It is now just over 10 years since the decision was made to cut the salary of so-called ‘new-entrant’ consultants by 30 per cent. The move was announced on 17 September 2012 by then Minister for Health James Reilly. Essentially, it created a two-tier salary system for consultants in public hospitals. The salary cut has been blamed repeatedly by medical representative bodies for fuelling doctor emigration over the past decade and being the prime factor in the inability to fill vacant posts.
On the 10-year anniversary of the announcement, Prof Matthew Sadlier of the IMO consultant committee said it was one of the most damaging health policy decisions taken by any Government.
“The consequences have been entirely negative and are demonstrated most clearly by the fact that we have almost 900 vacant or temporarily filled consultant posts and dangerously long waiting lists, which are causing significant risks for patients and negative health outcomes,” according to Prof Sadlier.
“This policy has been a disaster for our patients and our health services. We simply do not have enough consultants to meet the need of patients in a timely manner.”
Prof Sadlier pointed out that successive Ministers for Health have committed to ending the pay cut.
However, this issue has failed to be addressed to date and he said the “inevitable consequence of the policy continues today”.
In a statement before the recent IHCA Annual Conference, which was held earlier this month and is covered in this issue of the Medical Independent (MI), the new President of the Association Prof Robert Landers referred to the past 10 years as a “decade of turbulence”.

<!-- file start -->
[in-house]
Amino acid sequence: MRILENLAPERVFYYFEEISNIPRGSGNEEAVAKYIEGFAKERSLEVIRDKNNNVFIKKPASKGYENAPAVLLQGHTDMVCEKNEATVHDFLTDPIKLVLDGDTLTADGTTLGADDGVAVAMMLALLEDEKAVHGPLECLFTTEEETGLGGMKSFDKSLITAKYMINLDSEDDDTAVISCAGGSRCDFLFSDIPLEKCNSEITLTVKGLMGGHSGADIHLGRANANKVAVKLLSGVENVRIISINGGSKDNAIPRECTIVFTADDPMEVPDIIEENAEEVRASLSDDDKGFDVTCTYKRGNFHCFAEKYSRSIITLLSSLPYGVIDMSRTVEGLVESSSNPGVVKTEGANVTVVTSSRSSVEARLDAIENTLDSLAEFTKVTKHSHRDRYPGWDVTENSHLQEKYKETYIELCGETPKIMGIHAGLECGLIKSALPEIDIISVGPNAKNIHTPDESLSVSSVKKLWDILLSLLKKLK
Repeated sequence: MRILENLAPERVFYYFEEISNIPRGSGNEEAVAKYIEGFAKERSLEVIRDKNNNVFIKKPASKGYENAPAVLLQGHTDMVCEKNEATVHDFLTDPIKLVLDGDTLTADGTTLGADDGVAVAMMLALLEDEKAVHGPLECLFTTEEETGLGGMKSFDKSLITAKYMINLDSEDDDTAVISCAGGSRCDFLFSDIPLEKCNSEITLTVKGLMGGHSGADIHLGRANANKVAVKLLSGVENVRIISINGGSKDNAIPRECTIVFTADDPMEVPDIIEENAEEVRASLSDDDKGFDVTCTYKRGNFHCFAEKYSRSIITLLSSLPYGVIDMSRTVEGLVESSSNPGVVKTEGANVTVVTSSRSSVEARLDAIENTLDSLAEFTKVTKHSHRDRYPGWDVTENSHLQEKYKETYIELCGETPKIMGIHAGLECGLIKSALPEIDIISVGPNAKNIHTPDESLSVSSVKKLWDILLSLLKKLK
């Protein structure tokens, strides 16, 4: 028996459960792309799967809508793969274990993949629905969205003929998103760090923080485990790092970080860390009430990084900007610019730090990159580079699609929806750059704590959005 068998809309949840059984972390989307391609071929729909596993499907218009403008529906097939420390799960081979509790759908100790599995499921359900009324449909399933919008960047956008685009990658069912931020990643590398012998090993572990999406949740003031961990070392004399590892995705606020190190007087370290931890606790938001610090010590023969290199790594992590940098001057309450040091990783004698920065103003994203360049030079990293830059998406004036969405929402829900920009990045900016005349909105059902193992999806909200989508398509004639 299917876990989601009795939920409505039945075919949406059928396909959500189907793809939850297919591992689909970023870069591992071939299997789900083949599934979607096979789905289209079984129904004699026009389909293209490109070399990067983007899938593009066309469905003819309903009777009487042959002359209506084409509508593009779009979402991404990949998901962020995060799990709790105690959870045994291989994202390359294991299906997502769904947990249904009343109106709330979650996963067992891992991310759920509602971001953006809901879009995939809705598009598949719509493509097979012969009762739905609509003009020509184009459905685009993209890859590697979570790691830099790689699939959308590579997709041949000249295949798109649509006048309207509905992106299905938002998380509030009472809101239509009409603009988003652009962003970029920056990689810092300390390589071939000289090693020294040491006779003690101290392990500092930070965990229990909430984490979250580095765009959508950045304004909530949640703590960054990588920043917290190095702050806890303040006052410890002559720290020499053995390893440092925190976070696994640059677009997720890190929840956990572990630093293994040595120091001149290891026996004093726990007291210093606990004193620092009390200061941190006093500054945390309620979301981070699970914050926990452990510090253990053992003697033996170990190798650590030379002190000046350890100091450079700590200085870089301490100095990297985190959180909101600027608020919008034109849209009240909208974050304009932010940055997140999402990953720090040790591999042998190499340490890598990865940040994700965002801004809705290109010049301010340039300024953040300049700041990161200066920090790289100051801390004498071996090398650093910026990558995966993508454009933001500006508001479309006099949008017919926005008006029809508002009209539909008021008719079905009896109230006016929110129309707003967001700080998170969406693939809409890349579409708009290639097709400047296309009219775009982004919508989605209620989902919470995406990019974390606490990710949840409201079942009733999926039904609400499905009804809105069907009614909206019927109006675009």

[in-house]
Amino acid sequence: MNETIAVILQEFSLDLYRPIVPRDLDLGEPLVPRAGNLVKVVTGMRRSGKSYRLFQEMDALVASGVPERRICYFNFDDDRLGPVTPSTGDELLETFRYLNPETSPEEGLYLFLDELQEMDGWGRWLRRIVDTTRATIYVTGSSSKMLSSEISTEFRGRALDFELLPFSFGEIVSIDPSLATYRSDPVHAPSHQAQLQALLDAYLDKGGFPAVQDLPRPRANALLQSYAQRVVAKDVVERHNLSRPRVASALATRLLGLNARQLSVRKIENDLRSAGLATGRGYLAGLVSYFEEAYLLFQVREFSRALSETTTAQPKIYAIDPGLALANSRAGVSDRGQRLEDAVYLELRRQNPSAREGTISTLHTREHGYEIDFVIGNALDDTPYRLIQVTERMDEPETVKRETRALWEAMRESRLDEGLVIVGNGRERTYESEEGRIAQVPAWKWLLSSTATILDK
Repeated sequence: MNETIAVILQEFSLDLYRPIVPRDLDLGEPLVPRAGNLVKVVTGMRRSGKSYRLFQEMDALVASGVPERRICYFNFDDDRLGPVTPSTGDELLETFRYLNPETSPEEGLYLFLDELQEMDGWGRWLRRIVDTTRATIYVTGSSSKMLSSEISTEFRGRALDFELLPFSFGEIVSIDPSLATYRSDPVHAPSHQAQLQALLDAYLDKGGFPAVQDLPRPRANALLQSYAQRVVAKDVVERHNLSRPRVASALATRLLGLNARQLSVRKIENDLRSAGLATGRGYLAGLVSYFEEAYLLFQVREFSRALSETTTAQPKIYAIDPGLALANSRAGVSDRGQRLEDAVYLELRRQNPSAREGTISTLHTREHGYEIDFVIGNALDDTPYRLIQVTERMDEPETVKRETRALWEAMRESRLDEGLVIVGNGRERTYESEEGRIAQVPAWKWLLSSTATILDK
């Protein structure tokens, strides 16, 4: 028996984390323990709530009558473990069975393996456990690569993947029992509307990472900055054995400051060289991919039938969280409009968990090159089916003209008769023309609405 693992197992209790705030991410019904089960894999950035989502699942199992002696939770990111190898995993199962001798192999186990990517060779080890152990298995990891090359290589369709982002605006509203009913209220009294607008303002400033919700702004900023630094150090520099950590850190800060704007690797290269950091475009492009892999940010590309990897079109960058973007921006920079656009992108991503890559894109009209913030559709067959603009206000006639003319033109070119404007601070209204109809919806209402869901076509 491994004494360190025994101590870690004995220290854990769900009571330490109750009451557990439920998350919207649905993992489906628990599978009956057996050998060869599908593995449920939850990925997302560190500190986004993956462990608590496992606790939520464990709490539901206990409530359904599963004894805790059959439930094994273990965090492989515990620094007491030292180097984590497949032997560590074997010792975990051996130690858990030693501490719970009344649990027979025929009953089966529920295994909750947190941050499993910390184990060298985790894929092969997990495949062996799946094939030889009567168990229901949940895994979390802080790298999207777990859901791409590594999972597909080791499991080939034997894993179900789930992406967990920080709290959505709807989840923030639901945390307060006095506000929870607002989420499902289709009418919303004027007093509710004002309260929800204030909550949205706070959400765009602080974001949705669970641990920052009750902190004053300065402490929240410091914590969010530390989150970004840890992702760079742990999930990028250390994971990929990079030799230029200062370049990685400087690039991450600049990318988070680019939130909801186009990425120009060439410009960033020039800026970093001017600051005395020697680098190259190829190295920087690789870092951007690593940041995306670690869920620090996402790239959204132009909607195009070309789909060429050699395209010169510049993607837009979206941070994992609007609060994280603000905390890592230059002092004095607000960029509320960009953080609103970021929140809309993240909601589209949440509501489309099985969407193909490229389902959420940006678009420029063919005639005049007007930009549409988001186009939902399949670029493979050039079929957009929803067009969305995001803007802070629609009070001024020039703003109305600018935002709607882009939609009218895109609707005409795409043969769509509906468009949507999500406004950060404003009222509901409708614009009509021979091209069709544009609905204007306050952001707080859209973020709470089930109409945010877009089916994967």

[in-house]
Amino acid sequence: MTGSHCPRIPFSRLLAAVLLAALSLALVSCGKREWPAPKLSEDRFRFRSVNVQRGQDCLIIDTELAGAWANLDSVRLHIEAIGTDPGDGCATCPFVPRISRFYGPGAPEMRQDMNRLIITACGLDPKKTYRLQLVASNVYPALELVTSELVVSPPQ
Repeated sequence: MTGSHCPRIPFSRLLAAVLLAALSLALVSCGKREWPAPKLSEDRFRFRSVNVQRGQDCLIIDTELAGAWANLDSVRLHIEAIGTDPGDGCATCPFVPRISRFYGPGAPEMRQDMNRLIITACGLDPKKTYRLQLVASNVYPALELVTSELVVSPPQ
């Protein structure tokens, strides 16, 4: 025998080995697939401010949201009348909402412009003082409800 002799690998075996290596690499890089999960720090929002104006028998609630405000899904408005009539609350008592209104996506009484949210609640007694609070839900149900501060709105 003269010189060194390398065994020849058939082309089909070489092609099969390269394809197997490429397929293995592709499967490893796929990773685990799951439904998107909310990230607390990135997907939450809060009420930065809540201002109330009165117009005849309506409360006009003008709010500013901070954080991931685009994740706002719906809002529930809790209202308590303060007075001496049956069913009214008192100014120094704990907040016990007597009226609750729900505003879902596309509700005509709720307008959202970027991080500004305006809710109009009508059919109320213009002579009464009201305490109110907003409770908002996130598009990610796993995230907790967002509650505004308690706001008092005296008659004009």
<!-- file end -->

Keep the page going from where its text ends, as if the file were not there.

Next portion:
“We should be doing everything possible to unify the health system and make it a place where highly skilled people want to practise,” according to Prof Landers.
“For too long, the numbers have been moving in the wrong direction. As a result, morale across the hospital landscape is teetering.”
He described the current contract negotiations as potentially a “watershed moment”.
When asked by MI about the progress made in the negotiations in the days after the conference, the Minister for Health Stephen Donnelly said: “What I would love to see in the next few weeks is a contract by agreement and we can get on and start hiring more consultants.”
The Minister has struck similar optimistic notes before. At last year’s IHCA meeting, he also said he hoped a new contract would be in place within weeks. However, in December 2021, talks broke down and the failure to replace independent Chair Marguerite Bolger, who was appointed a High Court judge in January, held up the process earlier this year.
The appointment of a new independent Chair has reignited negotiations over the past number of months. But it remains to be seen if a new contract can be agreed before the end of the year, as the Minister hopes, and usher in a long overdue era of successful consultant recruitment.
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